Plaid shirts will always represent for me Kurt Cobain, riot grrrls and grunge music. That's because I'm self-centered and lived my twenties in the '90s. But today when I see my husband putting on a plaid shirt, it inspires entirely different connotations. He couldn't be less grunge, but he is a certified geek. And it suits him perfectly.
A gentleman in a plaid shirt seems to have found a way to wear colors and patterns in a decidedly manly fashion—much like the Scottish in their Black Watch kilts. It's a method for being flamboyant within the structure of straight lines and right angles. Floral might be out of bounds, but with plaid, a man can be sartorially bold and colorful but not effeminate.
I'm not sure if masculine flamboyance is what inspired the first plaid shirt, which emerged from Pendleton in 1924. But it's a good way to describe the first plaid fabric, which was what we think of today as "tartan." Sixteenth-century Scottish warriors wore plaid cloaks thrown over their shoulders and later belted the patterned wool fabric into a skirt known as a "belted plaid" or kilt. Scottish highlanders identified themselves by the checkered pattern when they fought against the English government. The Brits eventually banned Tartan because of its rebel connotations (worry not, it is now lawful to wear plaid in the U.K.).
The emergence of "sportswear" for men in the 1940s might not exactly be rebellious, but it was a cultural shift and a statement against wearing stuffy suits all the time. The original Pendleton plaid was worn mainly by laborers and for hunting and other outdoorsy endeavors. But after World War II Pendleton's woven woolen button-up plaid shirts became a weekend staple for men, and it didn't take long for women to start stealing the shirts off their men's backs. So in 1949, Pendleton created the "49er" specifically for women, which in turn launched the company into women's wear (which, just as an aside, culminated in an amazing collaboration with Opening Ceremony in the last few years and continues to be awesome with the Portland Collection).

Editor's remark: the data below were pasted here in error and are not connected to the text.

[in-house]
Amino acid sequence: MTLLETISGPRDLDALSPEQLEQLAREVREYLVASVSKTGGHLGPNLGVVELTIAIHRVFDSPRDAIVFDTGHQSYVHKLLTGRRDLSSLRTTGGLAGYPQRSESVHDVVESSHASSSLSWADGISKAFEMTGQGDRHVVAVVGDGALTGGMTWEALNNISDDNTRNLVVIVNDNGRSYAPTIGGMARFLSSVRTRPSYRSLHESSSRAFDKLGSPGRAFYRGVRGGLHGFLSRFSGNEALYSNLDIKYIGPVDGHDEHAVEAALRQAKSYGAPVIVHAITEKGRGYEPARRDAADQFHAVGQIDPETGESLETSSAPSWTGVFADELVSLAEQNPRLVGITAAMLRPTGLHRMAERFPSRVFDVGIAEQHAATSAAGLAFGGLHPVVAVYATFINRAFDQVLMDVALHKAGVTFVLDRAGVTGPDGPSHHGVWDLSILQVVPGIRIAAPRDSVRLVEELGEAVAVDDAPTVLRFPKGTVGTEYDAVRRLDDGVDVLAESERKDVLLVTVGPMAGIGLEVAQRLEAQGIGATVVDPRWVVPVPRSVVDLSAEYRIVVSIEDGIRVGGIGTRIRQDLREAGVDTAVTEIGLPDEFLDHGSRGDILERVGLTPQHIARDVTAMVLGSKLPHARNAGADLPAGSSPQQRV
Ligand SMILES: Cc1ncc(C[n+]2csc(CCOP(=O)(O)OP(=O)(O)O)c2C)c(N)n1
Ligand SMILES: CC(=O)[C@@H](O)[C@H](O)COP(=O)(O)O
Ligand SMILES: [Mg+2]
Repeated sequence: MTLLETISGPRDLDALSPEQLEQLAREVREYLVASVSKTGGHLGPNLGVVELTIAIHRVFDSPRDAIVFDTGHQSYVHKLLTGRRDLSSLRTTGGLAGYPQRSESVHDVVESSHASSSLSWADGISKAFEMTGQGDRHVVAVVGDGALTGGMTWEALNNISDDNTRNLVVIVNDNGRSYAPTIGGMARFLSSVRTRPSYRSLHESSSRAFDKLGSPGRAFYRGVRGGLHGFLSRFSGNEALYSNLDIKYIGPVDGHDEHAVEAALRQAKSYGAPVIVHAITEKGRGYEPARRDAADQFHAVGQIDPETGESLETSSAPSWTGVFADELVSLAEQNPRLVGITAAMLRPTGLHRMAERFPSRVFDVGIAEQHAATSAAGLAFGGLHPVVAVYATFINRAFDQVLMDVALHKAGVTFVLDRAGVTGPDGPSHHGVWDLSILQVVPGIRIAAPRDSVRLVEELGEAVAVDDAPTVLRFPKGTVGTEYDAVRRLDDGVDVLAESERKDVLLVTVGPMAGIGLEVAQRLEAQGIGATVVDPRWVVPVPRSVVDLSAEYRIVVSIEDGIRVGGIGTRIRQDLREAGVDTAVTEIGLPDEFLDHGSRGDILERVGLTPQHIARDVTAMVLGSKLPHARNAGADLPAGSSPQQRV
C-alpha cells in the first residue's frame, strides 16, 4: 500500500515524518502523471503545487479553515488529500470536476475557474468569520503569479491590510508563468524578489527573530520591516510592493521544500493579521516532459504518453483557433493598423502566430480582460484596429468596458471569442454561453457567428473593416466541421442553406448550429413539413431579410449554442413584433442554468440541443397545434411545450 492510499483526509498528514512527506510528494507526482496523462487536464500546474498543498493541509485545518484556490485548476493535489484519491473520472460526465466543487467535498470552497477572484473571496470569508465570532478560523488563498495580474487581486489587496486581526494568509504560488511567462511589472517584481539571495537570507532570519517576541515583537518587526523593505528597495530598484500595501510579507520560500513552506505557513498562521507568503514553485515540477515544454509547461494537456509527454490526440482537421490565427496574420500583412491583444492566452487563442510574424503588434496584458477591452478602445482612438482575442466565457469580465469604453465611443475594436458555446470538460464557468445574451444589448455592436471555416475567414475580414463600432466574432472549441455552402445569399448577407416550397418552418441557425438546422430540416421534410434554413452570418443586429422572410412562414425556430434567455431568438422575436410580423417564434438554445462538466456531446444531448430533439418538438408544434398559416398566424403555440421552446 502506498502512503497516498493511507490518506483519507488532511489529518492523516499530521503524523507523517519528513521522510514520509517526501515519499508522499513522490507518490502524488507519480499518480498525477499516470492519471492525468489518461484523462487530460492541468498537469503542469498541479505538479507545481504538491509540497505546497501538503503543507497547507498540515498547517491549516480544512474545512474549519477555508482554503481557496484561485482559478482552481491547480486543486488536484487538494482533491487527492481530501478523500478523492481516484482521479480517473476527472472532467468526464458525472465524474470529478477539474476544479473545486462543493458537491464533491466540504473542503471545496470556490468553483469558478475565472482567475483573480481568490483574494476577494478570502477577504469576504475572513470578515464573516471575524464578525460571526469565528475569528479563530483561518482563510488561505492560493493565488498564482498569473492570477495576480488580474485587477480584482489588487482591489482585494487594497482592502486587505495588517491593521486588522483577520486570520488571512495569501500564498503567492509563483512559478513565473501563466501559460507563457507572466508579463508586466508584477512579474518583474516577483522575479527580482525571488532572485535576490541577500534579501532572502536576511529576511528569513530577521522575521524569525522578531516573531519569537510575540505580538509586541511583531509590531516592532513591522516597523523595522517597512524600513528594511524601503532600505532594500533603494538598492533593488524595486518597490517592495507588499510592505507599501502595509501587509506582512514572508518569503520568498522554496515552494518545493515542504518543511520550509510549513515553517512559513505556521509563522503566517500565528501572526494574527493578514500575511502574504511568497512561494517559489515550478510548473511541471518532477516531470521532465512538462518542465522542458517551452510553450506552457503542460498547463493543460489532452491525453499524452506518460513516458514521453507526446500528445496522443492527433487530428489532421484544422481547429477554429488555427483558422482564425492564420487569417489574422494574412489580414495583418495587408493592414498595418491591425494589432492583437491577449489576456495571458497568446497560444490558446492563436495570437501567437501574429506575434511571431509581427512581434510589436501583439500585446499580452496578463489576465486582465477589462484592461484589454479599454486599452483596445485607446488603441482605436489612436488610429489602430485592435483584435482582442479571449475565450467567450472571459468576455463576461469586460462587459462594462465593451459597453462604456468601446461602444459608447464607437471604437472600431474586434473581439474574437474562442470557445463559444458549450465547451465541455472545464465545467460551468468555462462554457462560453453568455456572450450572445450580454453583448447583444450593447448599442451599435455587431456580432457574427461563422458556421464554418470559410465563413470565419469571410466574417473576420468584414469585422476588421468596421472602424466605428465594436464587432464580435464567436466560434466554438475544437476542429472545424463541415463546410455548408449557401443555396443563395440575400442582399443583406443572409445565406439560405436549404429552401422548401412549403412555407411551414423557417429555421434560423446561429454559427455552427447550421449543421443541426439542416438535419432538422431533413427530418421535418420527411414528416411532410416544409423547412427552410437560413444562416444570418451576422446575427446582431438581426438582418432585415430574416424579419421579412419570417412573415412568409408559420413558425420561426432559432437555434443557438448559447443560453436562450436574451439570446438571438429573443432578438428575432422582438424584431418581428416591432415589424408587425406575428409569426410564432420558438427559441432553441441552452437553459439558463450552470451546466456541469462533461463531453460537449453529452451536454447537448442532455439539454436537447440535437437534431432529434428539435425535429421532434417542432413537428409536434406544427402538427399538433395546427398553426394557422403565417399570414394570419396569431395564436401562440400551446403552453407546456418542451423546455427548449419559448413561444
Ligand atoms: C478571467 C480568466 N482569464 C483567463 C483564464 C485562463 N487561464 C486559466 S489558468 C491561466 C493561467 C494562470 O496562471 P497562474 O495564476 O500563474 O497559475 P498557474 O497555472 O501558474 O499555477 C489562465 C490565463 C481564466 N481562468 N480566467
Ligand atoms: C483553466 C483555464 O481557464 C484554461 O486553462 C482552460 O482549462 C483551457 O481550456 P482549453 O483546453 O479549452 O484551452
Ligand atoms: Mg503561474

In the '60s, the surfer set adopted the wool Pendleton shirt as a jacket for pre- and post-wave-catching activities. The Beach Boys immortalized Pendleton's "shirt jack" style on the cover of their Surfer Girl album, and a girl band called The Majorettes serenaded the look in their single "White Levi's."
During a recession Americans tend to embrace our roots, and in the '90s that meant grunge bands like Nirvana, Pearl Jam and Soundgarden wearing open-fronted plaid flannel shirts reminiscent of the American blue collar worker. The style came full circle with Marc Jacobs' landmark 1992 collection featuring thermal shirts in cashmere and plaids in silk. In the past several years we've seen another recession, and again designers and clothing-wearers have embraced worker chic. Fashion critics have remarked repeatedly on the return of '90s grunge, and brands like JCrew and Ben Sherman have more plaid offerings than ever. Pendleton has 37 men's patterns available for fall 2012 available in three wool weights, not to mention some lovely women's shirts, jackets and skirts.
An unscientific survey of Gizmodo guys shows that the majority of staffers enjoy a plaid shirt. Some wear them almost exclusively (Andrew Liszewski) and others are in plaid shirt training (Brent Rose). Mat Honan wears them to look youthful, and Joe Brown wears them to hide stains. Says Sam Biddle: "Love 'em. Great for both casual and dressier occasions. Versatility!" He's always good for a quote. Jesus Diaz, needless to say, only wears silk shirts that show his copious chest hair (Mr. Jacobs might have something for him). Sadly I don't get to see these fine gentlemen in person on a daily basis, but their masculine flamboyance is positively palpable through our web communications.
Uniform is a weekly column exploring the relationship between geeks, fashion and fashionable geeks.